Monday, December 8, 2014

Setup What? Origins Of Four Step Unit Testing in iOS

When I’m at my desk during the week and have written new code, I always create a new unit test file, and it looks something like this:

I asked myself two questions:
  1. Why do I create a new testcase class for every new class?
  2. Why do all of the tests I have always contains four-steps?

History of XCTest and xUnit


XCTest is based off of OCUnit and falls under the family of xUnit testing frameworks. xUnit is the collective name for several unit testing frameworks that derive their structure and functionality from Smalltalk’s SUnit [1], notably JUnit, which was also authored by Kent Beck [2]. In March 1998, OCUnit was written by Sen:te using Kent Beck’s description of the Smalltalk testing framework [3]. Understanding the origins of XCTest and JUnit helped me discover that most of the testing habits I have today all derive from Kent Beck’s Simple Smalltalk Testing: With Patterns.

One Testcase Class

I recommend that developers write their own unit tests, one per class. The framework supports the writing of suites of tests, which can be attached to a class. I recommend that all classes respond to the message “testSuite”, returning a suite containing the unit tests.
— Kent Beck, Simple Smalltalk Testing: With Patterns

It was Kent Beck’s philosophy that led to the practice of creating one testcase class per class. Beck believed that test logic should be encoded as a single test method on some class [4], and a testcase class gives you a place to group these similarly related test methods [5]. Making test methods instance methods of a testcase class and creating a testcase object for each test, allows us to manipulate the test methods at runtime, such as running a single test case, a group of test cases, or skipping a particular test case [6].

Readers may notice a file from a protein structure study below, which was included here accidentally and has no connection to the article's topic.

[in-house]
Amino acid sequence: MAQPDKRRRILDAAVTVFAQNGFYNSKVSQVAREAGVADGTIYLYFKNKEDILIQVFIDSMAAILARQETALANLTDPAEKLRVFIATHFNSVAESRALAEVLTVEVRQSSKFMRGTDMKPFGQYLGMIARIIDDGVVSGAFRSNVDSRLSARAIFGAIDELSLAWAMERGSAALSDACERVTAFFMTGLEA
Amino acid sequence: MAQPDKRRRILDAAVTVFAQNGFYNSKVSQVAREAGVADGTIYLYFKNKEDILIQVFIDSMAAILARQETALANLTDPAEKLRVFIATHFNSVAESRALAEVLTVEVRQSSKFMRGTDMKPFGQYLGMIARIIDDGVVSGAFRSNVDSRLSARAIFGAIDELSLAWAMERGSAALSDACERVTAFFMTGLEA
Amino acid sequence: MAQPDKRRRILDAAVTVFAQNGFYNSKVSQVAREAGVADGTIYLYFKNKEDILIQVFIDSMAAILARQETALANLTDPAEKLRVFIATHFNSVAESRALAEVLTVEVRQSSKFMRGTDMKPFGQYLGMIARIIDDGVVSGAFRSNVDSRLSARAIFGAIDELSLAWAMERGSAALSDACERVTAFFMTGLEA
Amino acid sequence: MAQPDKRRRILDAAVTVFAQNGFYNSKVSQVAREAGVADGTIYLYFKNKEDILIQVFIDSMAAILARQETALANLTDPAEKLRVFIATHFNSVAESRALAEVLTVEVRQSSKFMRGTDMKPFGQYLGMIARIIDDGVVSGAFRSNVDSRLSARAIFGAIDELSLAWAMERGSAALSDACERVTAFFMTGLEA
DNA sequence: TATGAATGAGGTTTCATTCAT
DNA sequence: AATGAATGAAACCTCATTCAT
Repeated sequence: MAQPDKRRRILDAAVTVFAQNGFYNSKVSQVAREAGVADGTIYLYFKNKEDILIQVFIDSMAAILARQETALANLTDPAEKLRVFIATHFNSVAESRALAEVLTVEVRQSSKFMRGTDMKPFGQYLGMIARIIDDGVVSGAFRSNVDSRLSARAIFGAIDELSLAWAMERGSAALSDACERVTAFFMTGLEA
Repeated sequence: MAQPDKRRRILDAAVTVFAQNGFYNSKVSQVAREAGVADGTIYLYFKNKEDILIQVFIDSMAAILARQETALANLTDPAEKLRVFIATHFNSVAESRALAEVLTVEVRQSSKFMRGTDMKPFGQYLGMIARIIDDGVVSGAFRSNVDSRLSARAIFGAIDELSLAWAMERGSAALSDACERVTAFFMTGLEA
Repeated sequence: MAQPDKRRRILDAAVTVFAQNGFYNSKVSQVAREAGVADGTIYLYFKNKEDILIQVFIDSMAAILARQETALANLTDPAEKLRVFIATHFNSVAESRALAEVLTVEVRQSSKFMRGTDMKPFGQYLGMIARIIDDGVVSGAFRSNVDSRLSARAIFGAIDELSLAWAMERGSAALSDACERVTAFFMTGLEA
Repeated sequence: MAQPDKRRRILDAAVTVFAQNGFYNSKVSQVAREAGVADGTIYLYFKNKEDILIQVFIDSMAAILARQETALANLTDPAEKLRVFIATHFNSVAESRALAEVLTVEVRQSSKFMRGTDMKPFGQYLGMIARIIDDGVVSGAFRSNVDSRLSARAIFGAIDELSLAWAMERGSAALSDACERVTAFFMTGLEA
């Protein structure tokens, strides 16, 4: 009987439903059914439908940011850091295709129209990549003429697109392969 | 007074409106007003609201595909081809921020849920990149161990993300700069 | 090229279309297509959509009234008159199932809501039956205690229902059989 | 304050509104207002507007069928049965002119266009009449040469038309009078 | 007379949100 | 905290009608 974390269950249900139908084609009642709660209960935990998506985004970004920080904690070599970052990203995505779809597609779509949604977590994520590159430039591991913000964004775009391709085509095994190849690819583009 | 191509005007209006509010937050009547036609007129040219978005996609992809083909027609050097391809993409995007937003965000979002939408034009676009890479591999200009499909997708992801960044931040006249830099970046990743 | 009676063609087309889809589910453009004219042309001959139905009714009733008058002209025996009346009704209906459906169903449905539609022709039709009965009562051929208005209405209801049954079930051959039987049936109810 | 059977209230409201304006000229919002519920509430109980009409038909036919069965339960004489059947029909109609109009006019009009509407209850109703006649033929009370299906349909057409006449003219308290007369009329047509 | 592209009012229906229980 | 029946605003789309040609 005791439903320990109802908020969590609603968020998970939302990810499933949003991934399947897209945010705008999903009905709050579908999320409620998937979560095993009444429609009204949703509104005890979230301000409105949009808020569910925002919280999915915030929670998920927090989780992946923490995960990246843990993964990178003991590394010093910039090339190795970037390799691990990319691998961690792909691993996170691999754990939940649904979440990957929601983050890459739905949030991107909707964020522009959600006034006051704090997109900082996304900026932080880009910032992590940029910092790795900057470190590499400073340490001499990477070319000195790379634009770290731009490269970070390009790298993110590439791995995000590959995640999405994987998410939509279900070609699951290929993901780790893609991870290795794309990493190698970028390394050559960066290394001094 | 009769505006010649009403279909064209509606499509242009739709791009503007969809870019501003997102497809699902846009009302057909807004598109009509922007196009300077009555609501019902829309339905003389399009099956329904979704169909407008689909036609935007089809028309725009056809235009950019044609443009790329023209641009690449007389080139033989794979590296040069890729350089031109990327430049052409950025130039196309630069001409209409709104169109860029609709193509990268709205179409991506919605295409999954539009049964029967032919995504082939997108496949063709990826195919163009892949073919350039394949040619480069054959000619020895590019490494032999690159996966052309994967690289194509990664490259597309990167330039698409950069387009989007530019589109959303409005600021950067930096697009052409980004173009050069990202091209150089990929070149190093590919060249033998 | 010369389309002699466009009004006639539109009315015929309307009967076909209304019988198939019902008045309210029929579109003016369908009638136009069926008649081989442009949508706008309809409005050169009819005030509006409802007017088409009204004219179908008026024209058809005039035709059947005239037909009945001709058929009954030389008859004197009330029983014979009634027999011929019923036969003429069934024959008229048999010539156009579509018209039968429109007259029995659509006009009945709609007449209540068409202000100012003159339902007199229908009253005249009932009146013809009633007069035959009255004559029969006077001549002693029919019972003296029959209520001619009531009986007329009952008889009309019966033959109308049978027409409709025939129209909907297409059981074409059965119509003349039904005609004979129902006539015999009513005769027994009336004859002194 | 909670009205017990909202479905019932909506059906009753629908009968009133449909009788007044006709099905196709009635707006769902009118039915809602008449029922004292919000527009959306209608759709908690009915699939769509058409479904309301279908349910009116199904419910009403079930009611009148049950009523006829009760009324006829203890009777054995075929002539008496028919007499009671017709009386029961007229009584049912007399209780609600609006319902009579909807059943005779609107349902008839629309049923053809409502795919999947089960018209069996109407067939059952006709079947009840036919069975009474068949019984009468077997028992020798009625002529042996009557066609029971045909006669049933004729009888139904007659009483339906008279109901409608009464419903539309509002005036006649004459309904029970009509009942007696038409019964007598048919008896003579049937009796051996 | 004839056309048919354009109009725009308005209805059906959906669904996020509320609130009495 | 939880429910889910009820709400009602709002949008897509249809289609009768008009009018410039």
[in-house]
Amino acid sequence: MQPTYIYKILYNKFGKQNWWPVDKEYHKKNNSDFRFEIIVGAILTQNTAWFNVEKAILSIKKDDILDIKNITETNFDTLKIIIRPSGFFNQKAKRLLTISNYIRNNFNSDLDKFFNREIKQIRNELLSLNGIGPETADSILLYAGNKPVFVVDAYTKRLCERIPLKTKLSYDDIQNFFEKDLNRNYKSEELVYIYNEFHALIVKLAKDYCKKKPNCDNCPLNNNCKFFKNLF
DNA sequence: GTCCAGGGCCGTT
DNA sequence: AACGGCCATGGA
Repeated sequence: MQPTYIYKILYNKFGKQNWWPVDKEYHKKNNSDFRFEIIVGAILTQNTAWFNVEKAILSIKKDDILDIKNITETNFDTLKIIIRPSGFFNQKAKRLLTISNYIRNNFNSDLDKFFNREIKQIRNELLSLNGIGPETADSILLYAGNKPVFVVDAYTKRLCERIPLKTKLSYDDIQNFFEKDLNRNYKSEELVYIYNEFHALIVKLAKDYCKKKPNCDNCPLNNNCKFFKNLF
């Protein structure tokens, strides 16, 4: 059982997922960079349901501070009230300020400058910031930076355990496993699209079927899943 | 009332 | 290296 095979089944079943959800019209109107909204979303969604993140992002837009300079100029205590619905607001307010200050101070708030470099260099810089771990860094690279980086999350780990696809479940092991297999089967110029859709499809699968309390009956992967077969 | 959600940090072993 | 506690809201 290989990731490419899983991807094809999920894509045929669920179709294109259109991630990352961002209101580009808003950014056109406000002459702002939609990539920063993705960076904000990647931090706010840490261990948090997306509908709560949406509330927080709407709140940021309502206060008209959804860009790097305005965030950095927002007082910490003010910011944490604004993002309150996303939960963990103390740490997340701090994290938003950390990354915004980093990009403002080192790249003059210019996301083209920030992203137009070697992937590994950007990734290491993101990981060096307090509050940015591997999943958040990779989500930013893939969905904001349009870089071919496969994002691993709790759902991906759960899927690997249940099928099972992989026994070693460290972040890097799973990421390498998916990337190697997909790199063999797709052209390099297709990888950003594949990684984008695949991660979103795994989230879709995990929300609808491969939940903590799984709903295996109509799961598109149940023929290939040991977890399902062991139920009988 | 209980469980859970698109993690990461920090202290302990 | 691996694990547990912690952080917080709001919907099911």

Source: xUnitPatterns


Four-Phase Test




Source: xUnitPatterns

The idea of having a setup method, a test method, then a tearDown method come from Beck’s work, and has been formalized into what is called the Four-Phase Test. In the Four-Phase Test, every test has four distinct phases that are executed in sequence: setup, exercise SUT (system under test), result verification, and fixture teardown [6]. The purpose of creating clear distinctions in the phases was to make the system under test extremely obvious.

The inspiration for the design was based around the fact that automated tests should serve at least two purposes:

First, they should act as documentation of how the system under test (SUT) should behave; we call this Tests as Documentation. Second, they should be a self-verifying executable specification.
— Gerard Meszaros, xUnitPatterns

The Four-Phase Test can be thought of as a state machine. In the fixture setup phase, the test establishes the prior state of the world. In the second phase we interact with the SUT, which transitions us to the next state. In the third phase we analyze the post state of the world and verify that it meets our expectations. Then in the fourth phase, we reset the state of the world prior to running the test.

Conclusion

Unit testing may sometimes become a laborious process, so it’s refreshing to take a step back and understand why we do the things that we do. The inspiration of unit testing frameworks in iOS or OS X has been around since the first version of SUnit in 1994 [7], and given that unit testing hasn’t changed much since then, it seems that the paradigms of one testcase class per class and four-phase testing are here to stay.


Sources


[1] "XUnit." Wikipedia. January 12, 2014. Accessed December 08, 2014. http://en.wikipedia.org/wiki/XUnit.

[2] "JUnit." Wikipedia. January 12, 2014. Accessed December 08, 2014. http://en.wikipedia.org/wiki/JUnit.

[3] "IPhone Unit Testing | Sen:te." Sente RSS. Accessed December 08, 2014. http://www.sente.ch/?p=535&lang=en.